Fighting for Literacy in Guatemala’s Highlands – Interview with Child Aid’s CEO, Nancy Press

Global Grandmothers President, Diana McDonough sat down with the CEO of Child Aid, Nancy Press, to get a sense of a non-profit which embraces the same values you do, and with your help, is putting them to work for kids.  

Diana interviewed Nancy in her Portland, Oregon office on August 29, 2017.  Child Aid is a Global Grandmothers recommended non-profit.


What does Child Aid do and where does it do it? 

We work in 71 schools – soon to be 100 – in Guatemala’s indigenous Central Highlands, helping thousands of children learn to read. Each school partners with us for a 4 year period. The teachers train in our Reading for Life program and the school receives a library.

I understand you are Child Aid’s co-founder. How did you get started doing this?

I was trained as a cultural anthropologist at Duke so I’ve long been interested in other cultures. Professionally I pursued this interest with post-doctoral grants from the National Institute of Health and others.

In the early 1990’s on a visit to Guatemala for an intensive training in Spanish, I visited public schools operating on a shoestring and met indigenous students with little chance for self-improvement. I had been wanting to do something to honor my father, a deep believer in education and a prime influence in my life who had died prematurely. In his memory, my husband and I decided to begin Child Aid, an educational program for Guatemala’s schools which we hoped would offer real opportunity.

What is unique about the students you teach?

In the indigenous highlands, the typical home language is of ancient Mayan origin — Kichée, Kaqchikel, or T’ztujil — all languages that are not written. Often school is the first place a student sees written language, or hears Spanish.

The government of Guatemala provides little training for primary school teachers and any innovations they develop rarely make it out to the indigenous highlands where Child Aid works. No surprise – more than 60% of the indigenous population is illiterate. Only 4 of 10 students reach the 6th grade. There is a subsistence economy. Life is hard and short. Parents pick coffee berries to earn a living, carry firewood on their backs, and send their children to school hoping to prepare them for something better.

What do the schools you serve need?

In school after school, there are very few textbooks or books of any kind. Often there is not even a piece of paper or whiteboard where words can be written. Typically teachers have a seventh-grade reading level. We wanted to change this, but in a way that made the change welcomed, useful, and replicable.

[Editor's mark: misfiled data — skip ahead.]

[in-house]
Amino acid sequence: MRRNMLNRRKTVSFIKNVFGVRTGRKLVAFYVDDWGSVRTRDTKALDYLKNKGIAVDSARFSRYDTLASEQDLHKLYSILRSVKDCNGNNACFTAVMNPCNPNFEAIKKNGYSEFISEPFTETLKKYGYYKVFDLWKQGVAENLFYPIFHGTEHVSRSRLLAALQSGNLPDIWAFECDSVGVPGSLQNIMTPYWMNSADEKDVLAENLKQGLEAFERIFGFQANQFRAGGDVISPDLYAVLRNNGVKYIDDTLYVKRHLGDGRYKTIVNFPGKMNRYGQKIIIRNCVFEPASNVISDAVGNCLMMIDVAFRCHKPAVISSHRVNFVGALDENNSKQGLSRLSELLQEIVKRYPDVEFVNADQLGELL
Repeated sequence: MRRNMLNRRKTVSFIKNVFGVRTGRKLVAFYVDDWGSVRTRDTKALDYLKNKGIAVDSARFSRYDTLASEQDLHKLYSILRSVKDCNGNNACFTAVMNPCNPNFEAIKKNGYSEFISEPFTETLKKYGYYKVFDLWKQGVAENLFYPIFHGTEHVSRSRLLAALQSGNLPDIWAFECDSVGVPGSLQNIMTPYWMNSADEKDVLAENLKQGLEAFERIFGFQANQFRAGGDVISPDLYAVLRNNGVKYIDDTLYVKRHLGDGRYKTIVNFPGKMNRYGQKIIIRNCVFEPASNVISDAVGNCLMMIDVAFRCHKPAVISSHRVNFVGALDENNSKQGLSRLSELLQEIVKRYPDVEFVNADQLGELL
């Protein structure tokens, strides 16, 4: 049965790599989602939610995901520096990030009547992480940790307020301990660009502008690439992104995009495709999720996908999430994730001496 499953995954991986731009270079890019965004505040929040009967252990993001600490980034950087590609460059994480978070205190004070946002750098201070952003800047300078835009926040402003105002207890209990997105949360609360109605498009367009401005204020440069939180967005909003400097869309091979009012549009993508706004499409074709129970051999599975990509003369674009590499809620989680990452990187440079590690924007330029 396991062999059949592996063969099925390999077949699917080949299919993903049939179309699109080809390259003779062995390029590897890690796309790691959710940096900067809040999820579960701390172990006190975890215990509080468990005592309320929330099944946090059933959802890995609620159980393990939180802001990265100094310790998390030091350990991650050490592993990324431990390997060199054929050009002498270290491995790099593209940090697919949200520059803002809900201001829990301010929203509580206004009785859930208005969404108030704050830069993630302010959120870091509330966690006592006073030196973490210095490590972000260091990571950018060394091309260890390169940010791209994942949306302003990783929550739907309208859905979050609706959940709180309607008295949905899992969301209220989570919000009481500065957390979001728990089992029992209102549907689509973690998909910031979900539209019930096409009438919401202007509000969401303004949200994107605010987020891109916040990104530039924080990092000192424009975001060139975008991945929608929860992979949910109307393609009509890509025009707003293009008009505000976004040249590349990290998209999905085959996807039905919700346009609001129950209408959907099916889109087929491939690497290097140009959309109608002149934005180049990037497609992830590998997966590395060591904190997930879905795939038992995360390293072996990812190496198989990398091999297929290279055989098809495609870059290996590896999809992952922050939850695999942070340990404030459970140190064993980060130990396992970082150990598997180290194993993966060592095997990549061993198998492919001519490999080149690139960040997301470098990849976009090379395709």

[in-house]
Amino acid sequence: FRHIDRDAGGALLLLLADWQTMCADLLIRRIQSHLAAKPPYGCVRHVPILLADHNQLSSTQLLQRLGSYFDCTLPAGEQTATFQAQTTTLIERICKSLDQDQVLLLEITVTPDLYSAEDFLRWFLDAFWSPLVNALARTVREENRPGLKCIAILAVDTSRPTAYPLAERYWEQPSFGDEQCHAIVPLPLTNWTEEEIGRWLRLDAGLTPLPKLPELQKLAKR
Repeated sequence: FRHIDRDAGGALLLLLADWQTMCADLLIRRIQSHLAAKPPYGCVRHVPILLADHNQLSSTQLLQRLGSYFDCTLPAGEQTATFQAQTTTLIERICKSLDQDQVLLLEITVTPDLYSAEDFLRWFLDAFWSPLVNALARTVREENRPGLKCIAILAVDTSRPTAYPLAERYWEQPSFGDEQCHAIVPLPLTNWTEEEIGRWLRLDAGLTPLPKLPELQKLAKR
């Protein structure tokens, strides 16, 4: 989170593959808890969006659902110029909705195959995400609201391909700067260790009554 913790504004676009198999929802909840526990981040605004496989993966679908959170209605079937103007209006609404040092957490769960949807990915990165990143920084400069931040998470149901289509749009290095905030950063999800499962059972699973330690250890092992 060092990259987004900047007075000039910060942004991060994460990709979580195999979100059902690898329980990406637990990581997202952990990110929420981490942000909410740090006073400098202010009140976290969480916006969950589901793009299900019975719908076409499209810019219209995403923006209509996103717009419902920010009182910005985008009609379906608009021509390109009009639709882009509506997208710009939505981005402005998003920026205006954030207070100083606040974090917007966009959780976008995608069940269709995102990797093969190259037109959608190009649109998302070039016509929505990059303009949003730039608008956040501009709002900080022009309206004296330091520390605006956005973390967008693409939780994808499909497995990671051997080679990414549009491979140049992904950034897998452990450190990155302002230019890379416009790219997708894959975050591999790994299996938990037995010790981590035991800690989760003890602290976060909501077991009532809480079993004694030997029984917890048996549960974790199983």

What does your program offer?

We work with schools where the leadership (superintendent, principal, etc.) want our training for their staff. 

Then we mutually commit to a partnership of 4 years. Our model relies on training and in-class practice. Each school receives two rounds of the following each year:

  • Day-long workshop for all teacher
  • Follow-up demonstration in each teacher’s class with a lesson taught by the Child Aid trainer to model the techniques
  • Second follow-up demonstration in each teacher’s class with a lesson taught by the teacher-in-training using the new techniques

The school also receives a library with books at the beginning of the 4-year partnership. The library is expanded each year so that by the end of the 4 year period there is an average of 7 books per student in the library.

Who leads your training?

We have 25 paid staff in Guatemala. Twenty-three of these are Guatemalan indigenous people themselves and they lead the trainings.

Are you seeing results?

Yes!  We just finished a case-control, independent evaluation which showed that students in Child Aid schools made 65% more progress in reading comprehension in one school year than similar students in non-Child Aid schools. We were very pleased.

How can we help?

Our program takes resources. Any donation you can make will help us change the lives of our wonderful Guatemalan students. Click here to learn more.


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